Iraqi forces have taken four towns close to Baghdad that overlook supply lines of the Islamic State group, Reuters reported. In doing so, the troops recaptured Jurf al-Skhar, south of Iraq’s capital, near a supply route used by the militant group to funnel soldiers and weapons into the area from the western reaches of the country.

The Iraqi forces were supported by Shiite militias in the campaign around the Himreen mountains Saturday. The mountains are strategically important because they are above supply lines used by the militant group formerly known as ISIS. Securing the range could aid in disrupting the Islamic State’s distribution network across Iraq. The area could also be used as a base to launch future attacks on ISIS due to the fact they are located about 60 miles south of Kirkuk, an oil-rich city controlled by the Kurdish.

After their advances this weekend, the Iraqi forces will secure the area. “We have decided to make slow advances. We hold the ground, set up watch towers, clear the explosives and build sand barriers to prevent the armed men from returning,” army major Ahmed Nu’aman told Reuters. Other attempts to advance near Tikrit, around 72 miles from Kirkuk, were thwarted by roadside bombs and snipers.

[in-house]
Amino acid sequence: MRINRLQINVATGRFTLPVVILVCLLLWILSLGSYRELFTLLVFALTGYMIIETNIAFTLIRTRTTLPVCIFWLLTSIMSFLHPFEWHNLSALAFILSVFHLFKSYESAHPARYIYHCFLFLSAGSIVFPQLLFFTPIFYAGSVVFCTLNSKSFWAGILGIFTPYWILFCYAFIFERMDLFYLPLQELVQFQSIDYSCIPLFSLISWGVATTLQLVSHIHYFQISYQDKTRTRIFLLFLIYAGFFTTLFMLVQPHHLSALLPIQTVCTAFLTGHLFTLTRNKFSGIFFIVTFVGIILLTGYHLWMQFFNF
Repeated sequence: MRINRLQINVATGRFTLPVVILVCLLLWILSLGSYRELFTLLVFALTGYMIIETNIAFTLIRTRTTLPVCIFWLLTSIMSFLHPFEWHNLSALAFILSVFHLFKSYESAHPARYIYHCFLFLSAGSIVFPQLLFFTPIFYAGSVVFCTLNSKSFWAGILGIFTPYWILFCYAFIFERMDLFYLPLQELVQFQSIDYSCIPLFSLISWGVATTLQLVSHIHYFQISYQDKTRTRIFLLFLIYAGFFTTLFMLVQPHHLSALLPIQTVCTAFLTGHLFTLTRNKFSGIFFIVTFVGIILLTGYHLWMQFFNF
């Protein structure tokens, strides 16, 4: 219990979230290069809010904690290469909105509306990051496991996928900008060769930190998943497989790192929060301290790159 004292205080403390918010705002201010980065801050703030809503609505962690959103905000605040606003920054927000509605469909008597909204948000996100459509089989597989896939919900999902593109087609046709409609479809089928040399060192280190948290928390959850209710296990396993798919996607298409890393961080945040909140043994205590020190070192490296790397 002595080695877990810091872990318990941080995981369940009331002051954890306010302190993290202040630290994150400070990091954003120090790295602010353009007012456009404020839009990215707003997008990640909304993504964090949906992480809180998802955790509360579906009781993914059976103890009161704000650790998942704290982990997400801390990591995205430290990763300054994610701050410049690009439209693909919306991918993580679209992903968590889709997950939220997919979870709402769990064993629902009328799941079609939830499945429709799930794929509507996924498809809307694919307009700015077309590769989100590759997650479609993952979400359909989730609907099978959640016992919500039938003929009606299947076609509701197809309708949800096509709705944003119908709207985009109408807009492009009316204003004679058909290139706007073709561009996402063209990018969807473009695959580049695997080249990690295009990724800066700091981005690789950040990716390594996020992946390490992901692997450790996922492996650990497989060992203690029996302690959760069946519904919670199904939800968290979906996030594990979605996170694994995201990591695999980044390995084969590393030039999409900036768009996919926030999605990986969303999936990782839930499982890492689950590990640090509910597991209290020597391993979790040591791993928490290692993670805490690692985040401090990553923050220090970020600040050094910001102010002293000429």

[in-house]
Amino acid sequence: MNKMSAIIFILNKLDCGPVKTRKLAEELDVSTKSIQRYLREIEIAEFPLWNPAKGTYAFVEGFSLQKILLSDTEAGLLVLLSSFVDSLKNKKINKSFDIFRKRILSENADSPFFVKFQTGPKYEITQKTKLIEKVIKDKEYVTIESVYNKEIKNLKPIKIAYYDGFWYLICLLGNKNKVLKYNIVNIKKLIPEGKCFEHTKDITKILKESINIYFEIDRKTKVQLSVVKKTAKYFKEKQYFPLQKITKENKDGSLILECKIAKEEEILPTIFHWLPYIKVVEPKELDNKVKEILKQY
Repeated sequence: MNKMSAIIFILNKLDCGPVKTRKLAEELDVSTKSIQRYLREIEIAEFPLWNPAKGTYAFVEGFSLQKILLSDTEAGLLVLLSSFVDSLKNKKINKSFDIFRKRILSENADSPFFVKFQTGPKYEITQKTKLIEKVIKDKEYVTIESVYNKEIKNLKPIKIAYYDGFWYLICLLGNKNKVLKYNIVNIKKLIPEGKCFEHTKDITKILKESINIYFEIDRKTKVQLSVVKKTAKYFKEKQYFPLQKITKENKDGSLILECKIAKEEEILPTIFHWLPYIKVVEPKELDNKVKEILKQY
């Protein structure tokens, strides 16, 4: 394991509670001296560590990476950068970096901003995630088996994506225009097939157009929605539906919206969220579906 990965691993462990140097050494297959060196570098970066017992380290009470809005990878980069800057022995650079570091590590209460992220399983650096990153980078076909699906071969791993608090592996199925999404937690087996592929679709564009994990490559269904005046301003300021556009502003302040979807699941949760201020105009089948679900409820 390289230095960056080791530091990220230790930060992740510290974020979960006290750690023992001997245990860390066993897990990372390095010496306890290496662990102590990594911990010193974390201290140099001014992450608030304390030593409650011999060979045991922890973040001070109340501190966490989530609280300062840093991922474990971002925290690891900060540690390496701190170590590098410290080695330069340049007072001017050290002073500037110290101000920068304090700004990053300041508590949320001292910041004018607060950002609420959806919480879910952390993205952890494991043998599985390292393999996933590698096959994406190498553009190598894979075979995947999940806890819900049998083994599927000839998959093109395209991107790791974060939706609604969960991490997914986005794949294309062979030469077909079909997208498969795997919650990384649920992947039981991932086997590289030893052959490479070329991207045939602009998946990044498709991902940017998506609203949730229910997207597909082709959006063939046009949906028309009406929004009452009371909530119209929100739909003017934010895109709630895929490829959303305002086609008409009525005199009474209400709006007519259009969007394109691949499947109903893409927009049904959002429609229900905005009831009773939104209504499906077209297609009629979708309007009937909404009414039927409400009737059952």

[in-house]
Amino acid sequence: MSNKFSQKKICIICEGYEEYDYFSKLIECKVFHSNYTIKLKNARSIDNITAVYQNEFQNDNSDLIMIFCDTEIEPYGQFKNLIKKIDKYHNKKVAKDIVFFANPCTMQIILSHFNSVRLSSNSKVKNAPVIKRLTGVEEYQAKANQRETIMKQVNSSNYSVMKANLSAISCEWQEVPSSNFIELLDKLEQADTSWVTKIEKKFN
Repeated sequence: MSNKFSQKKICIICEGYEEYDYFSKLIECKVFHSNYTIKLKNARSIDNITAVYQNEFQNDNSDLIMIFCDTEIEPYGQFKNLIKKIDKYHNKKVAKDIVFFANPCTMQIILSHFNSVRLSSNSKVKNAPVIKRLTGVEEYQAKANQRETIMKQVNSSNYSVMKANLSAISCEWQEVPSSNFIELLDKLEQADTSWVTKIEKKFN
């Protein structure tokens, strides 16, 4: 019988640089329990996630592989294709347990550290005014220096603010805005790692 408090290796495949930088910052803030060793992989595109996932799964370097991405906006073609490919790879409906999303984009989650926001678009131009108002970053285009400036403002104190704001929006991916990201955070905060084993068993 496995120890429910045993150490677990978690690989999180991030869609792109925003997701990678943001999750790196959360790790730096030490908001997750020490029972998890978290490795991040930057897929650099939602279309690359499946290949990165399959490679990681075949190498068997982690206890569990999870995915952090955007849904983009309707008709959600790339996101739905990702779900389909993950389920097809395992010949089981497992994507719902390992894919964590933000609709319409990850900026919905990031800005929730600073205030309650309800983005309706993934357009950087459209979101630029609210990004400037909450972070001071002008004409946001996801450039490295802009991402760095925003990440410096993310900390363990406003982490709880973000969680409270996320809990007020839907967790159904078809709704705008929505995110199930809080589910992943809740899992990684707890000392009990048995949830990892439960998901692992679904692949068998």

The Iraqi move into the Himreen mountains is part of a larger strategy to recapture Jalawla and Saadiya, which fell to the Islamic State over the summer, as Agence France-Presse reported. In the effort to push ISIS farther from Baghdad, Iraqi troops are expected to focus on Amriyat al-Falluja, a town located 25 miles from the capital, Reuters said.

Kurdish forces also gained ground against the Islamic State militants in Iraq Saturday, recapturing the town of Zumar and several villages. Coalition airstrikes were used to set up the attack on the town.

Meanwhile, ISIS failed to advance this weekend in the Syrian city of Kobani, the important border town that has been the site of heavy clashes for about a month.